Sorry, but you're solely responsible for choosing the cards in your deck. Solely responsible for making sure you play your deck well. Solely responsible for making the choices that you've given yourself, based on card choice, which is again, 100% on you. I don't see how you can find yourself in a situation where topdecks matter more than a tiny fraction of the time. You're either grossly overblowing the factors rng contributes or experiencing something fixable by just doing a better job building and playing your deck. Like I said before, rng only really matters when you want it to be the reason you lost. This is no less than true in every other situation where you didn't lose. You don't attribute your wins to rng. When your deck functions properly, you don't thank rng. When you make a good play in a situation that can affect major change, you don't say 'thanks rng.' Rng, is quite literally ignored as a factor in anything you do until you lose because of a bad topdeck or draw. So then you have the occasional match where you didn't topdeck 'for the win' and you say it's because of rng, and then want to ignore any and all opportunities to display skill, because gosh darn it, you didn't get the specific card you wanted.

    I've won the game with cards I never intended to win the game with... Such as topdecking a barbarian ring. A land card. For the win.
    It's funny because you try so hard to sound like this smug, superior player, but every time you post in this thread you just betray a gross lack of actual understanding of the game or the concepts being discussed.

  8. #108
    Quote Originally Posted by Spaceboytg View Post
    I would absolutely dispute this.

    I'm still playing in unranked with the decks the game gave me as part of the New Player Experience and hitting about a 50% winrate with them. That's good daily play for exactly zero money put in, plus i'm gaining gold from that that allows me to make constructed decks for ranked if I want.

    And I did want, so I made a simple mono-red deck for ranked and it wins consistently at the low tiers so far. This took a bit more time investment to earn the wildcards to make, but not excessively so.

    The starter decks in Hearthstone are utter trash that will get you nowhere.

    Some of the free decks are very good,like the Merfolk (blue/green) one. You can get to gold with it and maybe even plat.

    Also I think you are getting more free boosters compared to HS.

    Its not new player unfriendly at all.

  9. #109
    Quote Originally Posted by Cizr View Post
    Some of the free decks are very good,like the Merfolk (blue/green) one. You can get to gold with it and maybe even plat.

    Also I think you are getting more free boosters compared to HS.

    Its not new player unfriendly at all.
    It's the most new player unfriendly game of any of the major cardgames - Hearthstone, Gwent, Shadowverse, Eternal, the Elder Scrolls cardgame are all more generous. Hearthstone is perhaps comparably bad, but the actual time-to-deck in Arena is astonishingly poor if you don't just randomly open cards for the exact deck you want to play.

  10. #110
    Quote Originally Posted by Mahourai View Post
    Biomega is obviously correct and belaboring the point about skill "solely" affecting the outcome when it plainly does not is ridiculous.
    But it's true. Skill is a large factor when it comes to building and playing your deck. It's not just a pile of cards that randomly gives you a win here or there. That would be the definition of a bad deck. I would strongly urge you and any other magic players to consider what I'm saying here. Think about this from the perspective of a high level player. You've had a hand in designing your deck from list to play test. Unless you were playing a list you didn't pick or some other odd scenario, the outcome of your games should not frequently come down to what you topdeck. It's just not typical. In all but a few games you should either win or lose outright, with some close ones here and there and the occasional topdeck-for-the-win game. It's not a problem to the point where the very foundation of the game needs to be changed to accommodate for players who can't otherwise play because 'land screw all day.'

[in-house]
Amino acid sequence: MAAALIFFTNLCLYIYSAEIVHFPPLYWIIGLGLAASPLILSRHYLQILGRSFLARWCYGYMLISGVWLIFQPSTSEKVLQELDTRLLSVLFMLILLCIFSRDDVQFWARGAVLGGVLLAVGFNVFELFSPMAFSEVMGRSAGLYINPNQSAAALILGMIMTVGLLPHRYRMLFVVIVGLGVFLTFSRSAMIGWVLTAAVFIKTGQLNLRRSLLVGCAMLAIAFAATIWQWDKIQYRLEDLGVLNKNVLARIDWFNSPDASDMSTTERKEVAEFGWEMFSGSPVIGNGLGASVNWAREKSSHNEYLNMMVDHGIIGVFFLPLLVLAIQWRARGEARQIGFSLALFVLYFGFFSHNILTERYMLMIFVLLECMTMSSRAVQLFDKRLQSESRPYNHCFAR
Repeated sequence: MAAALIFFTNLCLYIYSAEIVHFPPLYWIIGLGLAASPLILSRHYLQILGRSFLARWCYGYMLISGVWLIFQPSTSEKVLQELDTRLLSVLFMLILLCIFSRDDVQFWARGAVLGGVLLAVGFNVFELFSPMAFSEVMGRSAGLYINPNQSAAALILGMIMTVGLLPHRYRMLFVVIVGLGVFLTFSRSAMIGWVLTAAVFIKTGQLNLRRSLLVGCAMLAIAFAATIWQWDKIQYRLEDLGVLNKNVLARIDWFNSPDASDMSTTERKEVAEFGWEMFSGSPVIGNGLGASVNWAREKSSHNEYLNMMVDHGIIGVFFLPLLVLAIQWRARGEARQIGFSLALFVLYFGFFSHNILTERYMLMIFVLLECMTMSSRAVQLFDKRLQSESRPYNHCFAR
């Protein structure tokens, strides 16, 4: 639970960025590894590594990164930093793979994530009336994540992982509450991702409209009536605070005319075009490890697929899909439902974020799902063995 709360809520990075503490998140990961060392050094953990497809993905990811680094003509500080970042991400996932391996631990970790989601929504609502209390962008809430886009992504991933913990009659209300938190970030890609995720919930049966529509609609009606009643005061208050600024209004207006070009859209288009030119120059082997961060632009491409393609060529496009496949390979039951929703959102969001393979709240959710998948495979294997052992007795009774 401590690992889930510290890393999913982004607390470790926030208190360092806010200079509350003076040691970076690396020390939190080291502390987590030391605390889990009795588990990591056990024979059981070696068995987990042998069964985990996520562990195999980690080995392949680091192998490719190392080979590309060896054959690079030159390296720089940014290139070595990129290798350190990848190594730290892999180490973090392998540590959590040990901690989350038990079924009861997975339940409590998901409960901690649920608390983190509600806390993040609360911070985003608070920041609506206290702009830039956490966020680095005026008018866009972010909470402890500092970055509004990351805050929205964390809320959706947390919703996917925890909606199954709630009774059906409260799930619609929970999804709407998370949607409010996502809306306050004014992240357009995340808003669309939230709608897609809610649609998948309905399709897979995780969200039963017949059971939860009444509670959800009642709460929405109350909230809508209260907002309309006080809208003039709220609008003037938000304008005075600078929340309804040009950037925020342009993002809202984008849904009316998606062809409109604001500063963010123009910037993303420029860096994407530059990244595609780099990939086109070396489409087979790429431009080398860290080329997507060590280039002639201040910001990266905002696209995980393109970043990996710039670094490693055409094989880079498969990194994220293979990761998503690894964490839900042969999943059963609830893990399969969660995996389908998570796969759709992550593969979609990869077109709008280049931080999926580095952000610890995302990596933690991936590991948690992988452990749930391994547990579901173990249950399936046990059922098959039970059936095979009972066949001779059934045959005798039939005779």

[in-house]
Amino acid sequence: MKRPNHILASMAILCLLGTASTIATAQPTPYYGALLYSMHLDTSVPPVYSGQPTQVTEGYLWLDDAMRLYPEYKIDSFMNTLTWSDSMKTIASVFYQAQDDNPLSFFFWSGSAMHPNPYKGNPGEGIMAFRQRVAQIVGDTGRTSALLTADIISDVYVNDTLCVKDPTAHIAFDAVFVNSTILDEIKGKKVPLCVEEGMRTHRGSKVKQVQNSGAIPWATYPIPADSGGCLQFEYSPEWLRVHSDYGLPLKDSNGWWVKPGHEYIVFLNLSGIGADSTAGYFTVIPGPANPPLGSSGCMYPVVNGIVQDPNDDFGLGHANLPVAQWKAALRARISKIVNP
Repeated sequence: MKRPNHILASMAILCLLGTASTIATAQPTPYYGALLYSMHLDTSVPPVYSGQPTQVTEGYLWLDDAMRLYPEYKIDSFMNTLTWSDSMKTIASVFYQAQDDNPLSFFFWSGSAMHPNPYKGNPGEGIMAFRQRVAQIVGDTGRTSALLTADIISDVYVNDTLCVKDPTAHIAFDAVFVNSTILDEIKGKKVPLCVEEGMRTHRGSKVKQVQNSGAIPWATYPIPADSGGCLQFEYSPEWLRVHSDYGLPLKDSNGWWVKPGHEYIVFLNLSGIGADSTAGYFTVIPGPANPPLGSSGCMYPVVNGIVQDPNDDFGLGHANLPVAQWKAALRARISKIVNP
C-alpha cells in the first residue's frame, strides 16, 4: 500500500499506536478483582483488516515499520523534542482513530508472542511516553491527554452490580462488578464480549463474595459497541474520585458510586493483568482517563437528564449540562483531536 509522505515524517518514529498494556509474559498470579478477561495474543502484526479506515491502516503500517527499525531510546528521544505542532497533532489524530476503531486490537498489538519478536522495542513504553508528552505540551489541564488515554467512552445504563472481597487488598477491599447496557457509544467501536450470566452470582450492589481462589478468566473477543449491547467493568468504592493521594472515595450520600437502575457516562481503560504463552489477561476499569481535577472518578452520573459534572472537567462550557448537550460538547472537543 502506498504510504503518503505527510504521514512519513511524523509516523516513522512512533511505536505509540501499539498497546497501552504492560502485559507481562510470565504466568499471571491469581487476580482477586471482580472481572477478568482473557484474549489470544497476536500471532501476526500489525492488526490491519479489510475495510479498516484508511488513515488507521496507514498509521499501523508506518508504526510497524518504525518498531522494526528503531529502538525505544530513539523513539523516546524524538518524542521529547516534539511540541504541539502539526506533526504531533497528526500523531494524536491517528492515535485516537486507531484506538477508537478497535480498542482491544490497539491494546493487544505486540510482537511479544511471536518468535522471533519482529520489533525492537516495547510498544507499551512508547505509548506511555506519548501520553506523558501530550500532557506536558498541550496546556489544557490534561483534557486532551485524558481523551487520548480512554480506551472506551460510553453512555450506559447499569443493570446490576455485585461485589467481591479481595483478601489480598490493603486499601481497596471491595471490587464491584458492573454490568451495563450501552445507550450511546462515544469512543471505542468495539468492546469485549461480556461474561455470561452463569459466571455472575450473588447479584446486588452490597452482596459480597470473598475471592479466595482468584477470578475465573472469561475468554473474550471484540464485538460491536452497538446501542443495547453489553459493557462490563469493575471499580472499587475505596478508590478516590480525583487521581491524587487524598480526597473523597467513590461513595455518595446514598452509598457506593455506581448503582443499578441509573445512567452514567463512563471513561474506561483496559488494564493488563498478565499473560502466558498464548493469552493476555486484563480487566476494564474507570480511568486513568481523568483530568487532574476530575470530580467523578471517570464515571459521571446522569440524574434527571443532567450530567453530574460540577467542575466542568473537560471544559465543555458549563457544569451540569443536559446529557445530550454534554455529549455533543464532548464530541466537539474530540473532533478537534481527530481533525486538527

I'm not saying anyone is suggesting a rules change or that RNG doesn't exist. Or even that RNG can't come along once in awhile to laugh at you. What I am saying is that the outcome of each game is determined solely by you. By what you do with what you are given. If you don't get the thing you need to win the game, and it came down to needing that now or losing, well you have to either admit defeat to a good matchup, better luck next time, or you have to go back to the drawing board and tweak your deck to be more reliable.

    Nothing wrong with either scenario. But whining about RNG? Can't really do anything with whining...

    Quote Originally Posted by Bovinity Divinity
    It's funny because you try so hard to sound like this smug, superior player, but every time you post in this thread you just betray a gross lack of actual understanding of the game or the concepts being discussed.
    I'm trying hard to sound like a smug, superior player? You just responded with this nonsense about how I am carrying myself... which is in and of itself, you trying hard to sound like this smug, superior player, betraying a gross lack of actual understanding of the game or the concepts being discussed, with every post you make. It's honestly not up to me to prove anything to you or fit into your box of what an ideal forum poster is.